Tuesday, November 30, 2010
The Supreme Court issued its opinion in Los Angeles County v. Humphries No. 09-350 today. Justice Breyer wrote for the court and held that a municipality is not liable for civil rights violations under 42 U.S.C. §1983 regardless of whether the relief sought by the plaintiffs is prospective or for monetary damages unless the plaintiffs can show that their injury was caused by a municipal policy or custom.
Further coverage available at SCOTUSblog.
Jay Tidmarsh (Notre Dame) has posted on SSRN a draft of his article, Procedure, Substance, and Erie, which is forthcoming in the Vanderbilt Law Review. Here’s the abstract:
This Article examines the relationship between procedure and substance, and the way in which that relationship affects Erie questions. It first suggests that “procedure” should be understood in terms of process - in other words, in terms of the way that it changes the substance of the law and the value of legal claims. It then argues that the traditional view that the definitions of “procedure” and “substance change with the context - a pillar on which present Erie analysis is based - is wrong. Finally, it suggests a single process-based principle that reconciles all of the Supreme Court’s “procedural Erie” cases: that federal courts can apply their own rules to process a claim as long as, in a costless and outcome-neutral world, those rules do not affect the ex ante value of a claim at the time of its filing.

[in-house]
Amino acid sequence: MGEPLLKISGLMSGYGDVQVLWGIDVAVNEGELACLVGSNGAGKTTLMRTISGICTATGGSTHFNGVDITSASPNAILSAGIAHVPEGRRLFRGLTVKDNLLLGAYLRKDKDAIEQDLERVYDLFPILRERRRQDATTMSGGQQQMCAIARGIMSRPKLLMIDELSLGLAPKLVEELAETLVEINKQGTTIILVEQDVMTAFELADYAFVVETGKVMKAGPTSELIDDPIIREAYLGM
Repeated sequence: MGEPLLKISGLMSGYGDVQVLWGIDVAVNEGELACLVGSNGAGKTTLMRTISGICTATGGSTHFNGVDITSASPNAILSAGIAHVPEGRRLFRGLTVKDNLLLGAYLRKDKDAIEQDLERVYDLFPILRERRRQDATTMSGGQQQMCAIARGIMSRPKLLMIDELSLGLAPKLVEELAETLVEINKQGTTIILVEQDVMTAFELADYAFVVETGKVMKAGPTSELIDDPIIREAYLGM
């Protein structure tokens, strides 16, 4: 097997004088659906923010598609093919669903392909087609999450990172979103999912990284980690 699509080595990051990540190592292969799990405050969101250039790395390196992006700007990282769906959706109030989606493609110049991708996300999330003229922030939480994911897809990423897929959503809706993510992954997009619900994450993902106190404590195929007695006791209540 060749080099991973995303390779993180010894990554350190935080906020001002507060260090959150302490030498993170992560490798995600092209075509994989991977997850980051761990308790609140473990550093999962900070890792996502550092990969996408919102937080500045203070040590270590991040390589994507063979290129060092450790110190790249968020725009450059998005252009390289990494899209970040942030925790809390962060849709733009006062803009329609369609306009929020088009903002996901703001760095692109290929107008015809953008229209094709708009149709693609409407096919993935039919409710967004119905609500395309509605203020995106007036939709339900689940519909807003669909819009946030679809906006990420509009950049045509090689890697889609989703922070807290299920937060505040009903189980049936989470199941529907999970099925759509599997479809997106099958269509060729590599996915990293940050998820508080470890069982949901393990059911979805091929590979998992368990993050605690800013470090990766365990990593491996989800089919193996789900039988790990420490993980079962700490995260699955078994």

Monday, November 29, 2010
Michael G. Collins (University of Virginia School of Law) and Jonathan Remy Nash (Emory University School of Law) have posted Prosecuting Federal Crimes in State Court to SSRN.
May state courts entertain federal criminal prosecutions? Many scholars assume that the answer is "yes." From the Progressive era to the present, scholars have urged that state courts be allowed to entertain certain federal criminal prosecutions - prosecutions now within the exclusive jurisdiction of the federal courts. These proposals aim to alleviate pressures on the federal courts caused by Congress’s unabated federalization of ostensibly local crimes, by returning many such crimes to local courts for local enforcement. While scholars debate the utility of such proposals, this article focuses on a different and less well explored problem: whether such proposals are constitutional.
A close review of the evidence - including the Constitution’s framing and ratification, the early practices of Congress and the state courts, as well as more modern developments - suggests that there is far less support for the possibility of concurrent state court jurisdiction over federal crimes than is often assumed. In addition to these jurisdictional concerns, doubts would surround the question whether state prosecutors could be compelled or even authorized to exercise federal prosecutorial power, absent compliance with the Constitution’s Appointments and Take Care Clauses. Even assuming such compliance, cross-jurisdictional prosecutions also raise the question whether criminal defendants facing federal charges in state court would enjoy various constitutional protections still applicable only in federal courts, as well as questions respecting the operation of double jeopardy and the location of the pardon power. While the constitutional problems may not be insurmountable, this article concludes that they are sufficiently pervasive and difficult that proposals for state court prosecutions of federal crimes should be rejected.